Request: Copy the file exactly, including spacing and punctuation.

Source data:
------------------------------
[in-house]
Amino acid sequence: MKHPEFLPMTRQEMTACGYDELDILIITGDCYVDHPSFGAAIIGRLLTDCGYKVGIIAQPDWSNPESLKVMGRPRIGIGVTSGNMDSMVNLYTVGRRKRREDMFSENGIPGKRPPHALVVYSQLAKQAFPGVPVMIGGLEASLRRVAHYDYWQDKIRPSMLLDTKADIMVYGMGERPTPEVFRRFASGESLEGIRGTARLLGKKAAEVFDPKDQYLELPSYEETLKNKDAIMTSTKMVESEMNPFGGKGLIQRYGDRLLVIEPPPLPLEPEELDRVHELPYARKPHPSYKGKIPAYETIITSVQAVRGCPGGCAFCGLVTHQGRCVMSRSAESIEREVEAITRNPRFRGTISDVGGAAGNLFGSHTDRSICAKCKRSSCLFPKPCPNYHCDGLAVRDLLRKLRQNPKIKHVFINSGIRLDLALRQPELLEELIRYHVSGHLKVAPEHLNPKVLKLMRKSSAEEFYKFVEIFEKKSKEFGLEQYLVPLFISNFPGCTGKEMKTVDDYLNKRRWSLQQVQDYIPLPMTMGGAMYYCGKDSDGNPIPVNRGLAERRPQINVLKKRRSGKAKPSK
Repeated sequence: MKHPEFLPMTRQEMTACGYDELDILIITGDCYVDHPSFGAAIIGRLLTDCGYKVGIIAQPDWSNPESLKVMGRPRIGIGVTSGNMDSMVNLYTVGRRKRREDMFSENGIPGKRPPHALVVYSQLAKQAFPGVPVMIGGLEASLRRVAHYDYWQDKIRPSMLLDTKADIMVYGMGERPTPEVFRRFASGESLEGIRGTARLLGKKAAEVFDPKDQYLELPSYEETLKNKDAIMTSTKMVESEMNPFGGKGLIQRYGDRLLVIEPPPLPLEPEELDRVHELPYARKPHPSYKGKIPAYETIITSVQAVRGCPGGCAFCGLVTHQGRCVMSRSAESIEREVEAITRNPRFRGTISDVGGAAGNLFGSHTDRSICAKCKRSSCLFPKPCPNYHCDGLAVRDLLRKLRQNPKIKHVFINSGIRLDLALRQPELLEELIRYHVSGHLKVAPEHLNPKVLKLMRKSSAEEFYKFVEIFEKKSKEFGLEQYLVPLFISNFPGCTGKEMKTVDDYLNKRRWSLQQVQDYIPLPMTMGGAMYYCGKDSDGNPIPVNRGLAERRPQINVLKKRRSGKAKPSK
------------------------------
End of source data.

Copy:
[in-house]
Amino acid sequence: MKHPEFLPMTRQEMTACGYDELDILIITGDCYVDHPSFGAAIIGRLLTDCGYKVGIIAQPDWSNPESLKVMGRPRIGIGVTSGNMDSMVNLYTVGRRKRREDMFSENGIPGKRPPHALVVYSQLAKQAFPGVPVMIGGLEASLRRVAHYDYWQDKIRPSMLLDTKADIMVYGMGERPTPEVFRRFASGESLEGIRGTARLLGKKAAEVFDPKDQYLELPSYEETLKNKDAIMTSTKMVESEMNPFGGKGLIQRYGDRLLVIEPPPLPLEPEELDRVHELPYARKPHPSYKGKIPAYETIITSVQAVRGCPGGCAFCGLVTHQGRCVMSRSAESIEREVEAITRNPRFRGTISDVGGAAGNLFGSHTDRSICAKCKRSSCLFPKPCPNYHCDGLAVRDLLRKLRQNPKIKHVFINSGIRLDLALRQPELLEELIRYHVSGHLKVAPEHLNPKVLKLMRKSSAEEFYKFVEIFEKKSKEFGLEQYLVPLFISNFPGCTGKEMKTVDDYLNKRRWSLQQVQDYIPLPMTMGGAMYYCGKDSDGNPIPVNRGLAERRPQINVLKKRRSGKAKPSK
Repeated sequence: MKHPEFLPMTRQEMTACGYDELDILIITGDCYVDHPSFGAAIIGRLLTDCGYKVGIIAQPDWSNPESLKVMGRPRIGIGVTSGNMDSMVNLYTVGRRKRREDMFSENGIPGKRPPHALVVYSQLAKQAFPGVPVMIGGLEASLRRVAHYDYWQDKIRPSMLLDTKADIMVYGMGERPTPEVFRRFASGESLEGIRGTARLLGKKAAEVFDPKDQYLELPSYEETLKNKDAIMTSTKMVESEMNPFGGKGLIQRYGDRLLVIEPPPLPLEPEELDRVHELPYARKPHPSYKGKIPAYETIITSVQAVRGCPGGCAFCGLVTHQGRCVMSRSAESIEREVEAITRNPRFRGTISDVGGAAGNLFGSHTDRSICAKCKRSSCLFPKPCPNYHCDGLAVRDLLRKLRQNPKIKHVFINSGIRLDLALRQPELLEELIRYHVSGHLKVAPEHLNPKVLKLMRKSSAEEFYKFVEIFEKKSKEFGLEQYLVPLFISNFPGCTGKEMKTVDDYLNKRRWSLQQVQDYIPLPMTMGGAMYYCGKDSDGNPIPVNRGLAERRPQINVLKKRRSGKAKPSK